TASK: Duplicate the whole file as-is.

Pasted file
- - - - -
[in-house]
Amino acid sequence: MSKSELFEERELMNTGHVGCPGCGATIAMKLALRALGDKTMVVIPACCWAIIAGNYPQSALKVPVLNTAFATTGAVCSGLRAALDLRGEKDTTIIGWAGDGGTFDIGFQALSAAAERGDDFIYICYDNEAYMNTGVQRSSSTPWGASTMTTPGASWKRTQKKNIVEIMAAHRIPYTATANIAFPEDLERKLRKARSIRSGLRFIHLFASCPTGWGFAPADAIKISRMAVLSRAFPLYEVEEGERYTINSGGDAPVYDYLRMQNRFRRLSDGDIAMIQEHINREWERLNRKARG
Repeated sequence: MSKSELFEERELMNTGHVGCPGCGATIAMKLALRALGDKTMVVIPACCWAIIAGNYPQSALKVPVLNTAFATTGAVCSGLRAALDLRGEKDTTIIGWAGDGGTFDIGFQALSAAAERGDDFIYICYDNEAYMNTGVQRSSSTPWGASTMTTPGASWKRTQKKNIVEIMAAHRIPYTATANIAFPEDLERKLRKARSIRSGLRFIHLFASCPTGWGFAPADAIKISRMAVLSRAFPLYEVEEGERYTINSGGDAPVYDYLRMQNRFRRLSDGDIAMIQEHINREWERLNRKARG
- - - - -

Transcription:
[in-house]
Amino acid sequence: MSKSELFEERELMNTGHVGCPGCGATIAMKLALRALGDKTMVVIPACCWAIIAGNYPQSALKVPVLNTAFATTGAVCSGLRAALDLRGEKDTTIIGWAGDGGTFDIGFQALSAAAERGDDFIYICYDNEAYMNTGVQRSSSTPWGASTMTTPGASWKRTQKKNIVEIMAAHRIPYTATANIAFPEDLERKLRKARSIRSGLRFIHLFASCPTGWGFAPADAIKISRMAVLSRAFPLYEVEEGERYTINSGGDAPVYDYLRMQNRFRRLSDGDIAMIQEHINREWERLNRKARG
Repeated sequence: MSKSELFEERELMNTGHVGCPGCGATIAMKLALRALGDKTMVVIPACCWAIIAGNYPQSALKVPVLNTAFATTGAVCSGLRAALDLRGEKDTTIIGWAGDGGTFDIGFQALSAAAERGDDFIYICYDNEAYMNTGVQRSSSTPWGASTMTTPGASWKRTQKKNIVEIMAAHRIPYTATANIAFPEDLERKLRKARSIRSGLRFIHLFASCPTGWGFAPADAIKISRMAVLSRAFPLYEVEEGERYTINSGGDAPVYDYLRMQNRFRRLSDGDIAMIQEHINREWERLNRKARG